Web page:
On a plinth in the final room of the gallery stands Pavilion, a sculpture depicting some sort of procession of semi-recognisable objects in an apparent state of ongoing production. Cheap, ubiquitous polychrome merchandise, scanned and digitalised, is reincarnated as 3D prints in cheap, ubiquitous monochrome material. In a contemporary analogy to Walter Benjamin’s flâneur, confronted by the seductive products in the large store-front windows of Modernity’s urban landscape, we are defenceless facing the unobstructed advance of Namazi’s pixelated products.
On his famous painting, The Treachery of Images, the Belgian painter René Magritte has written under an image of a pipe, “This is not a pipe”. With this he addresses a fundamental question. He problematises the relationship between image, language and the process that begins when a portrayed reality is reflected in the mind of the viewer. In the new work, Pavilion, by Sirous Namazi, we are confronted with an application of Magritte's enquiry into everyday visual logic.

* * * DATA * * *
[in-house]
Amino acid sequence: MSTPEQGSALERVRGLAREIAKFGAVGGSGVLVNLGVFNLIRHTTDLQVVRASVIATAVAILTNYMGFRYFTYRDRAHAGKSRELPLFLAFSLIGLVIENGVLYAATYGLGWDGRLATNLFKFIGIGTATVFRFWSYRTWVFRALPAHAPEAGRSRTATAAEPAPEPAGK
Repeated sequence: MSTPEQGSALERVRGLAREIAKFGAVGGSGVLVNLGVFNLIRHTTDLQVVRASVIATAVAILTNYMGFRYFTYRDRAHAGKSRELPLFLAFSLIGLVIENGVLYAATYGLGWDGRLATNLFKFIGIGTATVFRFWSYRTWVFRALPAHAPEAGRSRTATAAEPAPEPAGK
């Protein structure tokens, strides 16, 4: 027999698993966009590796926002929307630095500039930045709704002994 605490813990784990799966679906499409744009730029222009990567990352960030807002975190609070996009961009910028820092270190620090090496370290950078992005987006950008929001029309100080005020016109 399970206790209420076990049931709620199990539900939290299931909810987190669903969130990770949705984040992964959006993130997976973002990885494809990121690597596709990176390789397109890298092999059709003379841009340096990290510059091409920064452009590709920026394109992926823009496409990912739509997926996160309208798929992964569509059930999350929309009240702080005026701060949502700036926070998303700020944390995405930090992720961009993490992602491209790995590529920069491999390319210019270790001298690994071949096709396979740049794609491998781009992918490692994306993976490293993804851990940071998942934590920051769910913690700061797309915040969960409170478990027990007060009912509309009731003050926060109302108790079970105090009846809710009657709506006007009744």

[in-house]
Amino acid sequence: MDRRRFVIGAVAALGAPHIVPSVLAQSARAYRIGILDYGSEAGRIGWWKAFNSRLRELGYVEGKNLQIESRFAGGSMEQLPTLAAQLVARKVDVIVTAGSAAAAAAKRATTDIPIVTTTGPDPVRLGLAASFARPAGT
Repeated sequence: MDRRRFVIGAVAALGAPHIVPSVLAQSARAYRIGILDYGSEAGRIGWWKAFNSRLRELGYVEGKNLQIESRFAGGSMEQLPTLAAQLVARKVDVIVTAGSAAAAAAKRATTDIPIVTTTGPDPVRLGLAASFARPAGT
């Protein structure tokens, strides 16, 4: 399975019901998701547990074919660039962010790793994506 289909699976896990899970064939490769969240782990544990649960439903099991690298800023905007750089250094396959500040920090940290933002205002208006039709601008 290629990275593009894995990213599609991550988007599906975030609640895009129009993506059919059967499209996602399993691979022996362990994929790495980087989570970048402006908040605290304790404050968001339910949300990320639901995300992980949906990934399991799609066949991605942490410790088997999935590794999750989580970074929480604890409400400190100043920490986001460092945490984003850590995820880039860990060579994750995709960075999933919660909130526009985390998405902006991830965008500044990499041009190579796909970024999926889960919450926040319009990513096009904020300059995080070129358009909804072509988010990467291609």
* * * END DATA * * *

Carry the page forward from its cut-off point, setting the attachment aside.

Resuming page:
We live in an age characterised by speed — via the transfer of data, the flow of generated images, all linked to commodification and the transformation of the everyday into an environment for merchandise.
By depicting the process of goods-production with sculptural objects Namazi illustrates a dimension in the product process: an uninterrupted market-orientated output and simultaneous dissolution of physical objects. He makes visible the production process with objects placed in front of our very eyes. Everyday dislocated items have been removed from their environments and put in a pile — a mobile phone, a lamppost, a suitcase, and so forth…
By creating a framework that uses the logic of a window display — though here with the difference that both the glass and the distance to the viewer are removed — the artist invites the audience to ask themselves a question: are these objects actually what they claim to be? If not, what kind of products have occupied our immediate space with their seductive colours?